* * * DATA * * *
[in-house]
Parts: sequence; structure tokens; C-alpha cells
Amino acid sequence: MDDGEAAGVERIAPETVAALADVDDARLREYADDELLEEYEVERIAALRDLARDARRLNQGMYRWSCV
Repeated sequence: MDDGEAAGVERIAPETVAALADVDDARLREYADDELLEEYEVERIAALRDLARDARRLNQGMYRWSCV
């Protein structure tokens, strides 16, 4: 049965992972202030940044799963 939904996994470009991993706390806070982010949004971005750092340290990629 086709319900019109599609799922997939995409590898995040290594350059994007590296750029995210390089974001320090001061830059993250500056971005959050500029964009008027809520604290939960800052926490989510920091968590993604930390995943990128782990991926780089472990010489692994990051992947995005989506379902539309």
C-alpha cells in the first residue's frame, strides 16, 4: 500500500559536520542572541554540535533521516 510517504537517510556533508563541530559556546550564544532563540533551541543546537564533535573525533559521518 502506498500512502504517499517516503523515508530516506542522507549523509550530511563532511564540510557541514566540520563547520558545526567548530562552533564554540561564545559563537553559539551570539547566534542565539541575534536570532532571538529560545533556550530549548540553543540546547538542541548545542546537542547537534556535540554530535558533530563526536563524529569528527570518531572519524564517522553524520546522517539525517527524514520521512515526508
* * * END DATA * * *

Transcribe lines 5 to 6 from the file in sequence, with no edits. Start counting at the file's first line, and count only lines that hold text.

């Protein structure tokens, strides 16, 4: 049965992972202030940044799963 939904996994470009991993706390806070982010949004971005750092340290990629 086709319900019109599609799922997939995409590898995040290594350059994007590296750029995210390089974001320090001061830059993250500056971005959050500029964009008027809520604290939960800052926490989510920091968590993604930390995943990128782990991926780089472990010489692994990051992947995005989506379902539309």
C-alpha cells in the first residue's frame, strides 16, 4: 500500500559536520542572541554540535533521516 510517504537517510556533508563541530559556546550564544532563540533551541543546537564533535573525533559521518 502506498500512502504517499517516503523515508530516506542522507549523509550530511563532511564540510557541514566540520563547520558545526567548530562552533564554540561564545559563537553559539551570539547566534542565539541575534536570532532571538529560545533556550530549548540553543540546547538542541548545542546537542547537534556535540554530535558533530563526536563524529569528527570518531572519524564517522553524520546522517539525517527524514520521512515526508